The comics "Rubic of Moggedon" and "The Phalanx" continue in this issue. Roger Musson's "Stirge Corner" continues the discussion of alignment begun in the previous issue. He rightly points out that Law does not equal Good and Chaos does not equal Evil and riffs off of these matters to good effect. Richard W. Lee's short fiction, "Prince of Thieves," is fine for what it is but nothing special. Much more compelling is the Pellinore installment, "Pablo Fanquay's Fair," which details a group of traveling performers, along with ideas for using them in a game. The Cock o' th' Walk tavern gets a similar treatment, including a map by Paul Ruiz. There are also rules for making a living by street performance – including by breakdancing. Yes, you read that right. Forgive them: it was 1984.

This is another fine issue of Imagine, with much to recommend it. I am particularly fond of the Pellinore setting articles. They evince a terrific combination of creativity, utility, and humor that sets them apart from most other TSR offerings at the time. Seeing as many of those who worked on Pellinore would eventually contribute to Games Workshop's Warhammer Fantasy Role Play, this should come as no surprise. 


  1. Replies
    1. I have noticed that Imagine had a lot of nice covers.

  2. For those interested in the cleric class (and also published in 1984), I would recommend looking at Dragon issue #85 (May, 1984). There are three articles on clerics (the cover even states 'The Cleric Collection' as its list of features). One piece in particular, 'Clerics must be deity-bound: How one acts depends on who one worships', is a very worthwhile companion piece to the cleric article in this issue of Imagine.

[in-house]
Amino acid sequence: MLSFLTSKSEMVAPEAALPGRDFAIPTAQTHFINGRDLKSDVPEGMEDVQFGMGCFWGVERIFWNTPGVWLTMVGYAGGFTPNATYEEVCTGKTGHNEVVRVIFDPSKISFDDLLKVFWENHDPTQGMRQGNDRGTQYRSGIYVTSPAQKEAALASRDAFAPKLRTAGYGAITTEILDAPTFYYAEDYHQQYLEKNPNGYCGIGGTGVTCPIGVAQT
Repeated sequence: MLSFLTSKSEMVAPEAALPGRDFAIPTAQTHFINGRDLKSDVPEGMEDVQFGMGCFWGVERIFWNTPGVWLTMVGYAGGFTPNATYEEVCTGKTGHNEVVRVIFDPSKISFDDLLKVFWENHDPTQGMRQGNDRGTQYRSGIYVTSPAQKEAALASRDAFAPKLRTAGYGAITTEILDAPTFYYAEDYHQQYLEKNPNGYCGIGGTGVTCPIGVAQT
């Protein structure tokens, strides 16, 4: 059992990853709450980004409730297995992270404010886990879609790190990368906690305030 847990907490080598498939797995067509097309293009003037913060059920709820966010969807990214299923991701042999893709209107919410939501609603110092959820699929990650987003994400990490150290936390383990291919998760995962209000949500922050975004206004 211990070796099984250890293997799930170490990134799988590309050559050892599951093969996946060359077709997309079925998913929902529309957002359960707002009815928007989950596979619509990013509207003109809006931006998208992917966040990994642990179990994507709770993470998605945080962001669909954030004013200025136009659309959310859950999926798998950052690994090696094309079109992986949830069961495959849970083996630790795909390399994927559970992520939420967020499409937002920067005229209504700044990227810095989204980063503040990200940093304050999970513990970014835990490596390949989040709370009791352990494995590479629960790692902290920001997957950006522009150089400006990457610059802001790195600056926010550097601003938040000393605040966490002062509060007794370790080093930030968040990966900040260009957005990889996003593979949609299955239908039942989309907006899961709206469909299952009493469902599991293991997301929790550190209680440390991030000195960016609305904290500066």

3. Paul Vernon's exact quote is:
    "… there are no great characters of legend or fantasy literature to whom the players of clerics can look for inspiration, which makes the class particularly difficult to play."
    To which I wholeheartedly agree. Clerics as armored saints is an invention of D&D. The argument that 'in a dangerous and magical world, clerics would bear arms & armor and cast spells' is a tautology. As I mention on my blog (https://grymlorde.blogspot.com/2020/11/d-is-not-sword-sorcery.html), none of the Greco-Roman, Celtic, or Germanic myths have any armored saints despite the presence of dragons, giants, and sorcerers. Neither do the pulps of the '20s and '30s for that matter. We have stories of armored clerics but none of them worked miracles while in armor. Archbishop Turpin, one of Charlemagne's paladins, performed a mass before every battle but never worked any miracles during the battle. In the Christian hagiographies there are several ex-soldiers who later work miracles but not in armor. But we don't need a literary heritage to have fun with clerics in D&D. Rather, as Vernon pointed out, we must create our own cleric archetypes. And that's okay. We just need to be honest with ourselves about it.